# formula to figure income from duplex - Posted by Sharon Ratliff

Posted by Bill W on November 18, 2000 at 16:17:11:

I’m not sure what you’re getting at from your post. Is the reason you would like the bank to figure the calculation the other way so that you can qualify more easily for a loan or are you talking about the cash flow you will have after all expenses have been paid? The banks, and most lenders, use a way to calculate your Net Operating Income (NOI) based on a formula that has proven itself over time. They take gross rents minus a vacancy and collections cost factor common in your area for a “projected” gross rents for the project. THEN, they subtract operating expenses for the project. These can be management, lawn service fees, snow removal fees (if any), taxes, insurance, an allowance for repairs and so on. After they subtract that money you will have a Net Operating Income (NOI). From this they expect you to pay the mortgages.
The amount you have left after mortgage payments is usually what you are referring to as being added to your income. This figure may seem low to you, but remember that the lender is being careful on their side of the deal, since, if you have even one vacancy you will immediately be in the red until you get another tenant. Your actual cash flow may be quite a bit more if you collect 100 percent of the rent money. More like \$270 to \$350 per month. Lenders calculate on the side of caution because it is not likely you will always have 100 percent occupancy by paying tenants.
Bill W.

formula to figure income from duplex - Posted by Sharon Ratliff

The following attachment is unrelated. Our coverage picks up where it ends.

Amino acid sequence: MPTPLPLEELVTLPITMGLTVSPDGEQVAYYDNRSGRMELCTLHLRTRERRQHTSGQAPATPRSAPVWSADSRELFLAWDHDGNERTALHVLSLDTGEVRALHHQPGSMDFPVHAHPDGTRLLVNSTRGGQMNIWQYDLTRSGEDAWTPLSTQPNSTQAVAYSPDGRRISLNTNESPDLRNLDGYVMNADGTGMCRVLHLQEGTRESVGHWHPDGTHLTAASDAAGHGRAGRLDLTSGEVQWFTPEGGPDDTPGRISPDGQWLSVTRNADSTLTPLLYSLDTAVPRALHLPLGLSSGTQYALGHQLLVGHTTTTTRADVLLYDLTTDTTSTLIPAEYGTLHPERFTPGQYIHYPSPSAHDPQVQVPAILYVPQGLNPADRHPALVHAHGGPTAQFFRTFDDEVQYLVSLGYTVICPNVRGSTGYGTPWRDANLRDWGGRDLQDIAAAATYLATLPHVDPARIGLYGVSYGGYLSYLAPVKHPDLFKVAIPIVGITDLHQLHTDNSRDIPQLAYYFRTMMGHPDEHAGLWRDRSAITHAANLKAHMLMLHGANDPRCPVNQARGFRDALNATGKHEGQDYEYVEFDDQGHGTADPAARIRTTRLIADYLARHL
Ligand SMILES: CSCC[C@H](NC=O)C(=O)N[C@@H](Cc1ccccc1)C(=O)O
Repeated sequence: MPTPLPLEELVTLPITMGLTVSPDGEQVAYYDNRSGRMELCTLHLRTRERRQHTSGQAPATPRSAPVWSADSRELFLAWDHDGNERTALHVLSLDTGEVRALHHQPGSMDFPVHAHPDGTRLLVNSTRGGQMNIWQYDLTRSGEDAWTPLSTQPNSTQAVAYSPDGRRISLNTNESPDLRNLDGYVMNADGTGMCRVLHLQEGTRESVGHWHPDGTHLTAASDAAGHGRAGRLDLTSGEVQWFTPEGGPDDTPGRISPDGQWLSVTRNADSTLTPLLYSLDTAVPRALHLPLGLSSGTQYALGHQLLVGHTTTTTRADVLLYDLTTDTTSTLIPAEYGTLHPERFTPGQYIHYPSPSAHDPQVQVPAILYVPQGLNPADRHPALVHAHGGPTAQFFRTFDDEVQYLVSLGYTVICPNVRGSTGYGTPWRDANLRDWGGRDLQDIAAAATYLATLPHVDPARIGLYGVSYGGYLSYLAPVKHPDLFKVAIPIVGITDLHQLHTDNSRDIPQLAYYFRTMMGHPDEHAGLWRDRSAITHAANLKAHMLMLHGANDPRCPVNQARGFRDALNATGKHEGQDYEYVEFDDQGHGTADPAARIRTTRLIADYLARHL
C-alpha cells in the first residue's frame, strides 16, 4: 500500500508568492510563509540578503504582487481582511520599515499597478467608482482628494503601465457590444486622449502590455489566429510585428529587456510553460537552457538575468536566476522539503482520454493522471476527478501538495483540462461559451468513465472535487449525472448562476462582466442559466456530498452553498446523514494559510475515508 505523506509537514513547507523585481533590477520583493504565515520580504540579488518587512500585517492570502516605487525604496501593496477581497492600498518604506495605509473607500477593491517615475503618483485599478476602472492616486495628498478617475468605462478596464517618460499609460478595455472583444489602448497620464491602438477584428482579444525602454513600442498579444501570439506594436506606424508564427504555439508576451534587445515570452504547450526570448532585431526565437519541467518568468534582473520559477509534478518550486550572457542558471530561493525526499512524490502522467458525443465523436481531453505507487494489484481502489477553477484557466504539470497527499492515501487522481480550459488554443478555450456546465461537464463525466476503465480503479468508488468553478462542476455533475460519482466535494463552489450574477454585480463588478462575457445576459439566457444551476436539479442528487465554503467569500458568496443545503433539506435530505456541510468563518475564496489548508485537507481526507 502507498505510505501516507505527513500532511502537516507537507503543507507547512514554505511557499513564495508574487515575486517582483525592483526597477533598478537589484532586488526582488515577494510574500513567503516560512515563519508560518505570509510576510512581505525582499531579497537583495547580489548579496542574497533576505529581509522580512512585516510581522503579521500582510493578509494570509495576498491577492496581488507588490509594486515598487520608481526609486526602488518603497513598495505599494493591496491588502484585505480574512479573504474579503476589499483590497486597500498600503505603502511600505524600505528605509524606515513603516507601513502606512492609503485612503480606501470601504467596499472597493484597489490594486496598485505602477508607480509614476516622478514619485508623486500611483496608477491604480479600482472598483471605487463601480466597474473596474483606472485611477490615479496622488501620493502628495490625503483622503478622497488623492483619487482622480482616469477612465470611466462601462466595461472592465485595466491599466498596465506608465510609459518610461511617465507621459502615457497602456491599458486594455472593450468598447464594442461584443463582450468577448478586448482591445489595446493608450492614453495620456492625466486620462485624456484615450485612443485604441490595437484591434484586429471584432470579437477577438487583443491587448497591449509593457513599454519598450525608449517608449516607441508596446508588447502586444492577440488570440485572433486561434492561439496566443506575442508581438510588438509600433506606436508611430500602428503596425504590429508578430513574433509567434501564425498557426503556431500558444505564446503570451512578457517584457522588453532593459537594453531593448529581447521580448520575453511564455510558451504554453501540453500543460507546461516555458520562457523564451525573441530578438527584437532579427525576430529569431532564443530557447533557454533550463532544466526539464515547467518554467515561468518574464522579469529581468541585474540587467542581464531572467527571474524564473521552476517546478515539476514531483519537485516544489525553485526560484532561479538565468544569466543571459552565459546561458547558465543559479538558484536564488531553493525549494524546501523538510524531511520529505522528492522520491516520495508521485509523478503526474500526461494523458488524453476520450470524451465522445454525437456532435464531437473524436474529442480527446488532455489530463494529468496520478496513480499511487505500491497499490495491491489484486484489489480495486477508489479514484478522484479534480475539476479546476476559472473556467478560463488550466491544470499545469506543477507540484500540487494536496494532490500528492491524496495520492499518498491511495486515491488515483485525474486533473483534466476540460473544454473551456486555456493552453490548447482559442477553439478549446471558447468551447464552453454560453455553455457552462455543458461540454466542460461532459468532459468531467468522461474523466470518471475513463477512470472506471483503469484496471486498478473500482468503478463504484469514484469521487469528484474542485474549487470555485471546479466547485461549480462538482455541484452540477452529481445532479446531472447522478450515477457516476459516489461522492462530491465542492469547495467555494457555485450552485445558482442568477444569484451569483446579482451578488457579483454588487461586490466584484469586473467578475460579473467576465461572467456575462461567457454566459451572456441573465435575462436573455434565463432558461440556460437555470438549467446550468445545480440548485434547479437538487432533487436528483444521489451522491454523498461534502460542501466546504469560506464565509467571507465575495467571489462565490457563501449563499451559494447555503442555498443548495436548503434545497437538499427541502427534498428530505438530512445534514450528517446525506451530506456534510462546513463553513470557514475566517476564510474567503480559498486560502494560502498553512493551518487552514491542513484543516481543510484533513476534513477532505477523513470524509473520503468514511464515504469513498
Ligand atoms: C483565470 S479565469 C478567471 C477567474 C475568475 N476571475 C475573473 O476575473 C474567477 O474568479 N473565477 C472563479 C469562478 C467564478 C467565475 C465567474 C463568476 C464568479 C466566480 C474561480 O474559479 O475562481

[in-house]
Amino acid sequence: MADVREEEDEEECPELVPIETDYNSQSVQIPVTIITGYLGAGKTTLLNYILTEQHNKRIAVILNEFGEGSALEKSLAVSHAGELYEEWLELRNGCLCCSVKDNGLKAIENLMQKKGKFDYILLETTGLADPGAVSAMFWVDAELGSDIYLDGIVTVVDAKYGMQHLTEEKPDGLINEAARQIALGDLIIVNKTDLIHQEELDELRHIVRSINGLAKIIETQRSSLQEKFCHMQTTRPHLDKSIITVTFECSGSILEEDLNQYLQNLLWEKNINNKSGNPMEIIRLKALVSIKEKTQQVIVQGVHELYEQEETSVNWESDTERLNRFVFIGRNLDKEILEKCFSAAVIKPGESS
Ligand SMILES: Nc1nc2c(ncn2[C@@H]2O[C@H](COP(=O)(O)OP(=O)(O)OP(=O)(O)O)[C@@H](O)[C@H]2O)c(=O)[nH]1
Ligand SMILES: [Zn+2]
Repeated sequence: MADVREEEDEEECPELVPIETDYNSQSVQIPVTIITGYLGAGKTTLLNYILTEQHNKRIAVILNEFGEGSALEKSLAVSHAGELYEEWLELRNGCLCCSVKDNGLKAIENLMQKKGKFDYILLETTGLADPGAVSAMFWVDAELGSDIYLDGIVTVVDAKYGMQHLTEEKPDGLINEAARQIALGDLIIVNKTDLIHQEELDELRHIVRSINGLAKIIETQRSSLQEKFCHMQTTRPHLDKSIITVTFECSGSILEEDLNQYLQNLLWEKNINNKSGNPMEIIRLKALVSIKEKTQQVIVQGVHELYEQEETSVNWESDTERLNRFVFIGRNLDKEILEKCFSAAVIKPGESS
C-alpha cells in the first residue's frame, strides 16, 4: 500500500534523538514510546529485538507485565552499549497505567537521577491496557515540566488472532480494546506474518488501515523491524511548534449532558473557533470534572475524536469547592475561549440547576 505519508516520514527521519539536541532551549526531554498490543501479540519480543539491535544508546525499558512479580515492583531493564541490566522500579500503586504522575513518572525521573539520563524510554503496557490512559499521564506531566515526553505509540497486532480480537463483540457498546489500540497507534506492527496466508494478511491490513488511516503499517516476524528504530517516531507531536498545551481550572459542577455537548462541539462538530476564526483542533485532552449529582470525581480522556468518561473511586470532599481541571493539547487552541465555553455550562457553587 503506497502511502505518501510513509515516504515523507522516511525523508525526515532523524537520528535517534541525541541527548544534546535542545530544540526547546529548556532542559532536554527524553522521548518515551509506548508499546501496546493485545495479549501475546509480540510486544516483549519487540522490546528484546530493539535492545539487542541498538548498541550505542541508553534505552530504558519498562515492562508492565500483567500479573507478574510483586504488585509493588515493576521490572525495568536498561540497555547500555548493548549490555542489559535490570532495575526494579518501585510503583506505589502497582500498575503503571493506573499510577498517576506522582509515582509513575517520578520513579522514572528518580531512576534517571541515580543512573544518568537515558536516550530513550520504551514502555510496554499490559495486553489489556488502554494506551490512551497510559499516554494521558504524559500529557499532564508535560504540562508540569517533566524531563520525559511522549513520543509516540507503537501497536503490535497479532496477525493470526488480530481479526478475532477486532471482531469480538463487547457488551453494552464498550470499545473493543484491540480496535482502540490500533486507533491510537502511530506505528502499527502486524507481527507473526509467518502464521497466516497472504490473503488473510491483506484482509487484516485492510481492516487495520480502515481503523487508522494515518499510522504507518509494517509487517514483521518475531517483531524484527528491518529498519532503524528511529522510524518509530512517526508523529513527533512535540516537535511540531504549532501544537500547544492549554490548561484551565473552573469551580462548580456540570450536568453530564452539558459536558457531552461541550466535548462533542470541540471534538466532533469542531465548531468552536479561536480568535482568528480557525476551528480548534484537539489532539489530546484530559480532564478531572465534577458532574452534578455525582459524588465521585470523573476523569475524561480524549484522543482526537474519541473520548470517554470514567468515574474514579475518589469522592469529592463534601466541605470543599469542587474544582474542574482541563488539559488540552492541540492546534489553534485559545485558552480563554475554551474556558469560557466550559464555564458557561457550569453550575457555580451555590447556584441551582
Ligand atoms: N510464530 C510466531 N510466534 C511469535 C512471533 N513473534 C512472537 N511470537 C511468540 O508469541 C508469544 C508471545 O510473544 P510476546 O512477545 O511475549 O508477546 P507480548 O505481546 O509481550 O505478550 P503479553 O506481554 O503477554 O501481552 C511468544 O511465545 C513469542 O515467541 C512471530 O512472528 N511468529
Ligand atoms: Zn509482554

Posted by Sharon Ratliff on November 18, 2000 at 12:58:22:

If a duplex I want to buy has \$1,000 in rents, my bank then counts only 75% of that, then subtracts the monthly pmt \$500, taxes \$200 and insurance \$20. Then you can add that net amount to the rest of your income to come up with a total monthly income. My question is that doing it that way, you end up with about \$30 net income per month. So are they doing it the right way? Wouldn’t it be more correct to do it in the following order take the 1,000, subtract out the payment taxes and ins, then take 75% of that figure which leaves me with \$85 net profit? Doing it their way it’s almost impossible to show that the property is paying for itself and to get any additional income to add to my normal income. Thanks, Sharon

Re: formula to figure income from duplex - Posted by Paul Macdonald

Posted by Paul Macdonald on November 20, 2000 at 20:43:42:

Why would you take the rent, subtact the tax & insurance and then deduct the 75%? Your tax and insurance is part of the cost of operating the poperty. You debt service is part also. So to keep it simple (and uniform, thereby earning the title conforming) a Fannie/Freddie lender will calculate your gross net revenues at 75% of lease. Period.

You still have the true positive cash flow. And \$30 added to your gross income for qualifing purposes. If you are not qualifing because of that extra \$50 you are looking for get creative and re-arrange you debt struture.